PITTSBURGH — The Mets have suffered a lot of comically bad losses throughout franchise history. They’ve been handed ugly losses and heartbreaking losses. They’ve also fielded blatantly bad teams that played blatantly bad baseball.
But even those teams never did what the 2023 Mets did this week in Atlanta when they had leads of at least three or more runs three nights in a row, only to blow them and lose each night.
This was the first time in franchise history the Mets have accomplished that feat, and to make matters worse, it resulted in a sweep by the Braves, who are spending much less.
The Mets are heading into a three-game series against the Pittsburgh Pirates on Friday at PNC Park at 30-33, which leaves them 8 1/2 games out of first place in the NL East. Even worse, the team lost Pete Alonso to the injured list. Buck Showalter’s decision to defer to Billy Eppler when asked about the results of Alonso’s MRI on Thursday was some ominous foretelling. The general manager doesn’t typically talk about injuries if there is nothing to talk about.
Fans want blood. They’re pointing fingers and laying blame and they’re upset that Showalter and Eppler aren’t doing the same.
So, what happens next? Let’s try to unpack these questions.
Showalter has made some questionable in-game management decisions and has continued to stick with struggling players in the lineup. But the manager can only play the players he is given, and it sounds as if some of his autonomy has been taken away.
When pressed about the choice to continue to use DH Daniel Vogelbach instead of rookie infielder Mark Vientos, Showalter talked about “projections” and other information provided to him by the front office. Reading between the lines, that probably means that Eppler and his analytics team had a say in the decision, which isn’t uncommon in today’s game.
This is Eppler’s roster. It was his decision not to add a bigger bat over the winter. It was his decision not to add another reliever after Edwin Diaz went down during the World Baseball Classic. Consider the fact that Atlanta was able to use closer Raisel Iglesias in the 10th inning Thursday night while the Mets used Tommy Hunter. The game didn’t come down to how Showalter managed his bullpen, it came down to better personnel in the Braves’ bullpen.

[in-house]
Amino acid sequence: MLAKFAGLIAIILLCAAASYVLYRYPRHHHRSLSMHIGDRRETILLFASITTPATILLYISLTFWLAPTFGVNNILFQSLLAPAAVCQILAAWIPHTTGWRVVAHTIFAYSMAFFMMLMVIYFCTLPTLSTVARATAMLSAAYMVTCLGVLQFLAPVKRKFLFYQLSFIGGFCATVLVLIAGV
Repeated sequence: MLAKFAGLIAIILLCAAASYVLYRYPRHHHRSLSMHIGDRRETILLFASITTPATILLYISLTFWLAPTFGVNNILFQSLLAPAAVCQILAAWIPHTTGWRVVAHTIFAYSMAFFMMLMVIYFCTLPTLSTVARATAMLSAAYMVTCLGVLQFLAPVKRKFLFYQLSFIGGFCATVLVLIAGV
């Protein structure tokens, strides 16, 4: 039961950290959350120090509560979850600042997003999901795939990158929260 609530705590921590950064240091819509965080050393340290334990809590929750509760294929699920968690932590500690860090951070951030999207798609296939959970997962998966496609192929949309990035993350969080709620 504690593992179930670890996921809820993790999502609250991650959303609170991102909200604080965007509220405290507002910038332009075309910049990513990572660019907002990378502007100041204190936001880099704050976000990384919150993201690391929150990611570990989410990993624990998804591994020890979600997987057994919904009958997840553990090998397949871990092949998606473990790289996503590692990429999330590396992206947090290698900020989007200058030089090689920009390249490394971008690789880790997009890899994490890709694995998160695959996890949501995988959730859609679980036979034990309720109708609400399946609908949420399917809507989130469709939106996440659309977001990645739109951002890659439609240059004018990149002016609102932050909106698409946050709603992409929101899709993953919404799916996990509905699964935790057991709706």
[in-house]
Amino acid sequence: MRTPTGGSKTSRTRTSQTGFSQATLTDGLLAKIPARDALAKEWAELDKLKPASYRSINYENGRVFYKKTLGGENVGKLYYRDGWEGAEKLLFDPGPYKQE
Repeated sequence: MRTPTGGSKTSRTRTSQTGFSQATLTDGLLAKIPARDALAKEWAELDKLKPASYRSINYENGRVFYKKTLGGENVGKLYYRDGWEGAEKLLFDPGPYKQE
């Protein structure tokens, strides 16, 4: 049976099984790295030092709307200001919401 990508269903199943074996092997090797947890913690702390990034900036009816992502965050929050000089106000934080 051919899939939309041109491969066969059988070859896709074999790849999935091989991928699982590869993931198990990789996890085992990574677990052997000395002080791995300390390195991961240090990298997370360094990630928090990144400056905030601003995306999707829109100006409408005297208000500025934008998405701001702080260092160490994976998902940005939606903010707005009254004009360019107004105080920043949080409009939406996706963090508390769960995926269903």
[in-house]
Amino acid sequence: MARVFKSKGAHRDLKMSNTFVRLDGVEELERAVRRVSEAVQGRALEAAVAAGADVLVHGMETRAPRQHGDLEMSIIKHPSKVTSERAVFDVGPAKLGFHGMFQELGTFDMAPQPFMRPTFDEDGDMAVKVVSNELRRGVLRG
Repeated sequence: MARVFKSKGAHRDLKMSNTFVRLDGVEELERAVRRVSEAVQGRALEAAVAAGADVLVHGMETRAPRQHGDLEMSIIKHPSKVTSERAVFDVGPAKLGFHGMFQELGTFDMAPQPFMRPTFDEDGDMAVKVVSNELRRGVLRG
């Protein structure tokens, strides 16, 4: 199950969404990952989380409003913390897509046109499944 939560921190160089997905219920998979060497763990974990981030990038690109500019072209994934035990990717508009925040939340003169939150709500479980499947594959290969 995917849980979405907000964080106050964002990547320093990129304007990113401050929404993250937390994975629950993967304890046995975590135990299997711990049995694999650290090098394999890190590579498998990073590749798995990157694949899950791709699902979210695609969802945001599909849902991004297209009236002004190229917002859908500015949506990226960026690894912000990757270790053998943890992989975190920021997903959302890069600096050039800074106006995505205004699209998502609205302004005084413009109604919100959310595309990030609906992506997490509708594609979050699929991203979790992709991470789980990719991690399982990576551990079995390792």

Eppler built a lineup built on length, failing to account for what would happen if hitters did not get on base. The Mets are scoring 4.40 runs per game, which is 16th in MLB, and hitting .238 with runners in scoring position, tied for 22nd.
There is probably plenty of blame to go around, but it’s Steve Cohen’s job to decide who takes the fall and to decide if anyone needs to in the first place.
It’s not uncommon for a team to part ways with a head coach or manager during the season, only for the new guy to turn things around.
Last season, the Philadelphia Phillies fired Joe Girardi after 51 games and replaced him with interim manager Rob Thomson. They went on to reach the World Series. The Cleveland Cavaliers fired David Blatt in January 2016 and his replacement, Tyronn Lue, coached them to a championship. The Los Angeles Kings fired head coach Terry Murray in 2011 and replaced him with Darryl Sutter before going on to win the franchise’s first-ever Stanley Cup championship.
However, that doesn’t mean the Mets would have the same success. They don’t have a natural replacement internally to replace Showalter or Eppler. The Mets brought them on to help stabilize the operation after years of mismanagement from the clubhouse to the front office.
Only two years ago, the Mets were embroiled in multiple investigations into the organizational culture. The thumbs-down incident would never happen under Showalter’s watch. Firing one, or both of the two figureheads would only sow chaos at a time when things are relatively stable, despite the record on the field.
There is no easy solution to fixing the Mets at this point in the season. Eppler’s track record at the trade deadline doesn’t inspire confidence either, but just because he went small last year doesn’t mean he’ll do the same this year.
They could bring up hot-hitting Ronny Mauricio to try and spark the offense, but he can’t pitch the ninth inning. Plus, if they’re not going to play the rookies every day, then why bother?
Reworking the bullpen would be a good step. The Mets probably don’t need three mop-up guys, but they could use another left-hander.
The only thing the Mets can do next is go out and play.
“It’s not a fun stretch to go through. It’s not how you envision things going,” said outfielder Brandon Nimmo. “But your only option is to keep pushing and push through it, and put a lot of hope in that, tomorrow, you’re going to turn things around.”
Source: Berkshire mont